Retirement is a door that an average of 10,000 people in the United States open every day. As long-standing active duty service members of the Air Force, Army, Marine Corps, Navy or Space Force, a retirement journey may be just right around the corner. The question is: What will be on the other side of that door when the moment to finally hang up a military service uniform arrives? In other words, in what state will be best to live out a retired service member’s golden years? This article gives a better understanding of the best places for military members to retire by referencing relevant information and statistics that may affect many decisions.
Military veterans who are preparing for retirement are in an enviable position. Many people in the civilian population may not be wondering where they can retire, but if they have the means to retire at all. Just over half of non-retirees expect to have enough money to enter retirement once they reach that age, according to a Gallup survey. Thanks to the Military Retirement Fund, Social Security benefits, money building in a service member’s 401(k) and making consistent contributions to your savings accounts and investments, financial stability is less of a question for many service members.
One of the biggest questions along with financial stability is where your military retirement will actually take place. To better determine the best states for veterans, it’s helpful to think about some of the factors that will guide your decisions. These may include:
- Veteran population
- Health care access and affordability
- Tax environment
- State tax environment (i.e., states that do and don’t tax military retirement pay)
- Cost of living
There are several others, but let’s take a look at each of these. The details can provide you with added context on what states are the best for veterans coming off of many years of accomplished military service.
There’s a natural inclination to want to live in a location where the people share the same values or come from a similar background. Fortunately, all 50 states have a robust population of veterans who served in the armed forces, but veteran representation is more robust in some states than in others. Here are the top 10 states where the population has the highest share of veterans, according to World Population Review. As you’ll see, several of the states have comparative low overall population relative to bigger states like California and Texas:
- Alaska (9,000 per 100,000 people)
- Virginia (7,843 per 100k)
- Montana (7,808 per 100k)
- Wyoming (7,729 per 100k)
- Maine (7,632 per 100k)
- West Virginia (7,435 per 100k)
- Hawaii (7,275 per 100k)
- New Hampshire (6,971 per 100k)
- New Mexico (6,874 per 100k)
- South Carolina (6,835 per 100k)
Health care access and affordability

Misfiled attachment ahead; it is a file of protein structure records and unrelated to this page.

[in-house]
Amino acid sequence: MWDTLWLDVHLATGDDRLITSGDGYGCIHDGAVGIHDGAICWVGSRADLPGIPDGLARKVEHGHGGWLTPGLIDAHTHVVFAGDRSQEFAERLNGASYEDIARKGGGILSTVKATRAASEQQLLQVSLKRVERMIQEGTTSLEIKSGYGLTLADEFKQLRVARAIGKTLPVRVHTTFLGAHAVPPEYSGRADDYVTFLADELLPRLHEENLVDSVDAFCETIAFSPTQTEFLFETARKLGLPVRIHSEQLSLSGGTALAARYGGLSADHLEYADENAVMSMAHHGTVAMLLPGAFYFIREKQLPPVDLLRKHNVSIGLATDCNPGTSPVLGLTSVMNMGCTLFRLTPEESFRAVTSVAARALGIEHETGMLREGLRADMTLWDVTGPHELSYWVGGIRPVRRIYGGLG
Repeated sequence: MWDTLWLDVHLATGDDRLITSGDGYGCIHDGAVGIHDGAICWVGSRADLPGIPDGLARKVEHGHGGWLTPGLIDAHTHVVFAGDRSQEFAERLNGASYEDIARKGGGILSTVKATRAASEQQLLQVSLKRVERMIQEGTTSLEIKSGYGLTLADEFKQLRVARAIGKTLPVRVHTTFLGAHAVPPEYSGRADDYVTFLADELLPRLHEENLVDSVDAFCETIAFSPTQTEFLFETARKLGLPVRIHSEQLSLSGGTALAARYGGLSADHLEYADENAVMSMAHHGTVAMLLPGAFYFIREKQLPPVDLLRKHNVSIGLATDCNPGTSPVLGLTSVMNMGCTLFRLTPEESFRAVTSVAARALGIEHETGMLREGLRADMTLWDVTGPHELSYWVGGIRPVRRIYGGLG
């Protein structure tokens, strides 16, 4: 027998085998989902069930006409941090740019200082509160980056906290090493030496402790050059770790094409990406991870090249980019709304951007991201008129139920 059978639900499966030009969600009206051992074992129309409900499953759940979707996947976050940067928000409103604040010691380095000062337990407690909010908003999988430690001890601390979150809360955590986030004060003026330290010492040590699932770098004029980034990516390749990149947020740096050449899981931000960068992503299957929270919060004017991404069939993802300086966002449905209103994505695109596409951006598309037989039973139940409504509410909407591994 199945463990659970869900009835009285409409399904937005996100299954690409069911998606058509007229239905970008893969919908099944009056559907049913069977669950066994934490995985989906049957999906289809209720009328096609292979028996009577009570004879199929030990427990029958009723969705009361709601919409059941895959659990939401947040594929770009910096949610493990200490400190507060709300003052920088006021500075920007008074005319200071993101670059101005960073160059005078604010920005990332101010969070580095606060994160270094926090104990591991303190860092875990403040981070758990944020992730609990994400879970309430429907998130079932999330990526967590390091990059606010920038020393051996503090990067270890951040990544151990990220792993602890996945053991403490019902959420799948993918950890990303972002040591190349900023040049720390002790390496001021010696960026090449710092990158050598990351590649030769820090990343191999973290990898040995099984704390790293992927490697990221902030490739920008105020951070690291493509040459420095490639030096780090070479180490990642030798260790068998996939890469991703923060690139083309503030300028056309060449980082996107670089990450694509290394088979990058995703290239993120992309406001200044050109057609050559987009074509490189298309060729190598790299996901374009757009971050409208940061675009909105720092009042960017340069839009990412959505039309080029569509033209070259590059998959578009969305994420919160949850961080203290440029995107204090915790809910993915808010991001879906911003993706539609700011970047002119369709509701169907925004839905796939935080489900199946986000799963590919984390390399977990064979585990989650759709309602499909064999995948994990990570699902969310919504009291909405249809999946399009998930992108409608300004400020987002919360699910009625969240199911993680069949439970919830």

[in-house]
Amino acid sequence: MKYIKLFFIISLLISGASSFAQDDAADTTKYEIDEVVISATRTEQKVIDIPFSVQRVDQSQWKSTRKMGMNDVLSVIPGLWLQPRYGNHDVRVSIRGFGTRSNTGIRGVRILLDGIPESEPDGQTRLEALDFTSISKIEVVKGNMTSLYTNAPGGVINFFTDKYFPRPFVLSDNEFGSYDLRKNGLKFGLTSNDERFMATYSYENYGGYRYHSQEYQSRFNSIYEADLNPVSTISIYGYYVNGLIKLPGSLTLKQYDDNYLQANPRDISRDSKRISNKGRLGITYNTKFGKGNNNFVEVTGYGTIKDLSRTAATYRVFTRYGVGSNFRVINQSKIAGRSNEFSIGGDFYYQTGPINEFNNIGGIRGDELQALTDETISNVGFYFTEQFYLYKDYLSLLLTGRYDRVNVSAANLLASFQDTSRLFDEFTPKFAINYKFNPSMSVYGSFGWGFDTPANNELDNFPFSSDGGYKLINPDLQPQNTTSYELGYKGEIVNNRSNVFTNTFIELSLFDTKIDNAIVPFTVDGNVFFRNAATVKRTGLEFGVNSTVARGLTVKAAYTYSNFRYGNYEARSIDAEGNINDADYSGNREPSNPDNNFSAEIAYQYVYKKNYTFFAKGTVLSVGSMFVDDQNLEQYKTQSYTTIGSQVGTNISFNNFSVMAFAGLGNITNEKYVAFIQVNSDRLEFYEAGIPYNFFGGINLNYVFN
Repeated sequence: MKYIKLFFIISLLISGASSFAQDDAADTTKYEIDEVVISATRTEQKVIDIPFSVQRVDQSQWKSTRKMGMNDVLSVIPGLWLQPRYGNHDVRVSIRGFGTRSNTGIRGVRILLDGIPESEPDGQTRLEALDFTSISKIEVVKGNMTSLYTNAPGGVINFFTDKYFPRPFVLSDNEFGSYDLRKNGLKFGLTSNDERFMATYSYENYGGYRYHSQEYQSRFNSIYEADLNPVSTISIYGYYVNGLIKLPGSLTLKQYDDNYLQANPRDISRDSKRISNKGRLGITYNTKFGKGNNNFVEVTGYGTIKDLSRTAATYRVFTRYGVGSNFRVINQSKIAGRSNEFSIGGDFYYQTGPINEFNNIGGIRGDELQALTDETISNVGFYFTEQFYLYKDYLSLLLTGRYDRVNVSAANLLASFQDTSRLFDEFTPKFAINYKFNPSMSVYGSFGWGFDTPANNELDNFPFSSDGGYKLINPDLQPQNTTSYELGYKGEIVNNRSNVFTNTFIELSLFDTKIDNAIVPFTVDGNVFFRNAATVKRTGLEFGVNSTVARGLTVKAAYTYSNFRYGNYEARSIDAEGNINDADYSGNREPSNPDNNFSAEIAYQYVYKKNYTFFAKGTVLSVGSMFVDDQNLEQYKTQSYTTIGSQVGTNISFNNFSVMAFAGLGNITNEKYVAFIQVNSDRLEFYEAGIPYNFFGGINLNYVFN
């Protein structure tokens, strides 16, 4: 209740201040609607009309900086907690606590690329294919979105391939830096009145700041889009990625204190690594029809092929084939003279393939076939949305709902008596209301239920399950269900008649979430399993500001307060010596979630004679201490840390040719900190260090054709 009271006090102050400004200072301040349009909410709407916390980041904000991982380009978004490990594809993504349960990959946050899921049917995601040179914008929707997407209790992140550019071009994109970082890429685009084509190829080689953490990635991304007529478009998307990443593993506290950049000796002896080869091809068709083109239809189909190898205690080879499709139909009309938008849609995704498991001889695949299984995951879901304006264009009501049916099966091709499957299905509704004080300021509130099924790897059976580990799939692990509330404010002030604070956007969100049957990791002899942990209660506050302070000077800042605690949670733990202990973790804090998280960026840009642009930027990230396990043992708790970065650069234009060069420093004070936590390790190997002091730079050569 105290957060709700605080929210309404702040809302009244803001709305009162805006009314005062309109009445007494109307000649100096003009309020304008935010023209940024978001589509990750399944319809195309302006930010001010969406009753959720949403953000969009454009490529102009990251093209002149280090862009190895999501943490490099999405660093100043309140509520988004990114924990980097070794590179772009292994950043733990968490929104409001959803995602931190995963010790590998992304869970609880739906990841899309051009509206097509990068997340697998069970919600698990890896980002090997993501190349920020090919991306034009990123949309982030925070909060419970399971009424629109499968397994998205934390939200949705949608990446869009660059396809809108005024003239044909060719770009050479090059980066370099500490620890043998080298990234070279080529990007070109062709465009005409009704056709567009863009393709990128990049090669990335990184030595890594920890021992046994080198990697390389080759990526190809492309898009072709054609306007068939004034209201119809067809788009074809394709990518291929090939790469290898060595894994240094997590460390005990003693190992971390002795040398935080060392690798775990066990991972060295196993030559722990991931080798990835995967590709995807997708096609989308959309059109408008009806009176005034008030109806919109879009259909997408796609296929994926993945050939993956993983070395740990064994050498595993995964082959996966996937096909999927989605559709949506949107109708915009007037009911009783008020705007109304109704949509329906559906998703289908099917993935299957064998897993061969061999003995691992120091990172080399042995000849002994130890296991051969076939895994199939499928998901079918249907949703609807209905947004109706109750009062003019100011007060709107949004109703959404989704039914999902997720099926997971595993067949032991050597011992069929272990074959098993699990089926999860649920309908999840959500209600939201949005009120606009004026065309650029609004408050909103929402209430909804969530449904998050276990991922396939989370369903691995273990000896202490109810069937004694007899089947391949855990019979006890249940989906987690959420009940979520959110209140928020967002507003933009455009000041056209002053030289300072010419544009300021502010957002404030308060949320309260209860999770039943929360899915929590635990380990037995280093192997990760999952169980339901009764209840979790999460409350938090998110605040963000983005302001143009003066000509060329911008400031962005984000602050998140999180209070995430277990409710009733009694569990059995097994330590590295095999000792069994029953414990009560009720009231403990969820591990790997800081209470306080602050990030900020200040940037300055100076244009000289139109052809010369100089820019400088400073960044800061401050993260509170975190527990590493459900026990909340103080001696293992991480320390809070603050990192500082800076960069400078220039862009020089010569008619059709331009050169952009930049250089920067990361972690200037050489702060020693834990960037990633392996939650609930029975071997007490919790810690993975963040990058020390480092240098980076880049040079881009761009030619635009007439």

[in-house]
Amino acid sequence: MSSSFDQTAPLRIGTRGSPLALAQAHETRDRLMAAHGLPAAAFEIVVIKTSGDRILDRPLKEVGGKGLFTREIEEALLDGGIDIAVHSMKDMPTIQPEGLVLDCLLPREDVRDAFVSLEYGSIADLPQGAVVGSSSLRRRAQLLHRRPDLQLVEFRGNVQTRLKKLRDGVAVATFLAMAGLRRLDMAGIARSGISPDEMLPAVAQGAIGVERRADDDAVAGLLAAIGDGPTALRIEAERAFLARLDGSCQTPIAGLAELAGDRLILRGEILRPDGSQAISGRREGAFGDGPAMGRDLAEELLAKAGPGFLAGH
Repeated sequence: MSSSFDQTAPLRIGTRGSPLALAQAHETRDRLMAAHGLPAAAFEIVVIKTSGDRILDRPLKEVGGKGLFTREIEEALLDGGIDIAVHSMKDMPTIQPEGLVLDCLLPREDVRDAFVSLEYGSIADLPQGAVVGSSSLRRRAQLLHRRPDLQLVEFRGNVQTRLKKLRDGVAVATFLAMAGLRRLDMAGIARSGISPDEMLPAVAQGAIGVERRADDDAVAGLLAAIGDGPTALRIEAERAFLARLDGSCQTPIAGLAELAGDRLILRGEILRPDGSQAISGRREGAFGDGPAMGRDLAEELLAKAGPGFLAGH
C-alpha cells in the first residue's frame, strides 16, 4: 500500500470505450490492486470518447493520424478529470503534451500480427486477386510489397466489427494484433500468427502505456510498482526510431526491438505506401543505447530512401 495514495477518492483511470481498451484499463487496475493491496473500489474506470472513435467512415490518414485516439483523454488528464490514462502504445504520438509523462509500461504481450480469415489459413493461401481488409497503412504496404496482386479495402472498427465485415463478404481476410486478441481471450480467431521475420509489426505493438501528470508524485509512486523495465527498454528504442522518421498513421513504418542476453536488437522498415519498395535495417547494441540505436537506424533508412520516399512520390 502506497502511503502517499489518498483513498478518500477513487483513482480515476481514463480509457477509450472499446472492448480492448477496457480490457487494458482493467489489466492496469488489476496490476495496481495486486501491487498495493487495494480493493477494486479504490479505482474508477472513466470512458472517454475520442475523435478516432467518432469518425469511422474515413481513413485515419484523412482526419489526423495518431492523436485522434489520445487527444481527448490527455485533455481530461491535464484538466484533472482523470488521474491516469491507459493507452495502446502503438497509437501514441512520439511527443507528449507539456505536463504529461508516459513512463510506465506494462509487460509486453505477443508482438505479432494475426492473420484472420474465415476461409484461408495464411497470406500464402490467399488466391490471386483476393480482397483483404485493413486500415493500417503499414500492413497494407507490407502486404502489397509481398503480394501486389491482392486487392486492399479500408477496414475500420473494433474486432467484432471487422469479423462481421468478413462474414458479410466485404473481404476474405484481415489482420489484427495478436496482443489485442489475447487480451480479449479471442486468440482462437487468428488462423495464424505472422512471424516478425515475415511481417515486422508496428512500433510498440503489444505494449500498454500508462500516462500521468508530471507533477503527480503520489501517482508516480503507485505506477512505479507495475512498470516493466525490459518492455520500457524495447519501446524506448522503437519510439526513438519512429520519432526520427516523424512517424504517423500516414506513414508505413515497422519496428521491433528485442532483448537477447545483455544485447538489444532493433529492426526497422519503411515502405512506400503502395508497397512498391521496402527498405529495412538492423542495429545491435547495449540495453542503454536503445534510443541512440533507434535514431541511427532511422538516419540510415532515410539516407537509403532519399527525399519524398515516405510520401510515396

While the United States’ health care system is far from perfect — be it related to the cost of prescription drugs or limitations in terms of access — people from all over the world come to the United States for the quality of medical services that are available here relative to other parts of the globe. Veterans, however, can leverage several different options for their health care needs, from TRICARE to the Department of Veterans Administration. Additionally, some veterans with disabilities that occurred in the line of duty can leverage priority medical services free of charge.
There are a variety of ways to assess the health system, but when it comes to the best states for health care among retirees overall (meaning seniors, or those who are over 65 years of age), Minnesota scores the highest, according to a study conducted by MedicareGuide. Researchers came to this conclusion by assessing cost, access and quality and assigning scores to those categories. On a scale of 1 to 100, with 100 being the best — Minnesota received a score of 66.70. Here’s a list of the remaining top 10, with their respective scores in parentheses:
- North Dakota (65.02)
- Massachusetts (62.17)
- California (61.72)
- Nebraska (61.55)
- Hawaii (60.85)
- Montana (60.61)
- Colorado (60.53)
- Iowa (60.41)
- Connecticut (60.02)
Contrary to what Benjamin Franklin is believed to have said, taxes aren’t guarantees in life after all — not when it comes to certain kinds, anyway, such as sales taxes and state income taxes. The same goes for military retirement pay. In fact, more than half of the United States don’t levy taxes on military retirement pay benefits. Some of these states include Kentucky, West Virginia, North Carolina, Illinois, Utah, Indiana, Iowa, Kansas, Maine and Massachusetts, according to the website MilitaryBenefits.info. Indiana and Utah only recently stopped taxing military retirement pay; the respective policies went into effect this past January in the Hoosier State and in January of 2021 in the Beehive State.
New Hampshire, Florida, Texas, Wyoming and a few others (i.e., South Dakota, Tennessee, Washington, Nevada, Alaska) won’t tax military retirement pay either because they have no state income taxes.
Then there are those states that do tax military retirement earnings, but only partially. For example, in Rhode Island, up to $15,000 of retirement income is exempt from taxation, provided they have reached the age at which they can start receiving the full allotment of their Social Security benefits. And in South Carolina, veterans who were on active duty for at least 20 years can be exempt from up to $3,000 in taxation through their 65th birthday. The exemption amount increases to $10,000 thereafter.
Cost of living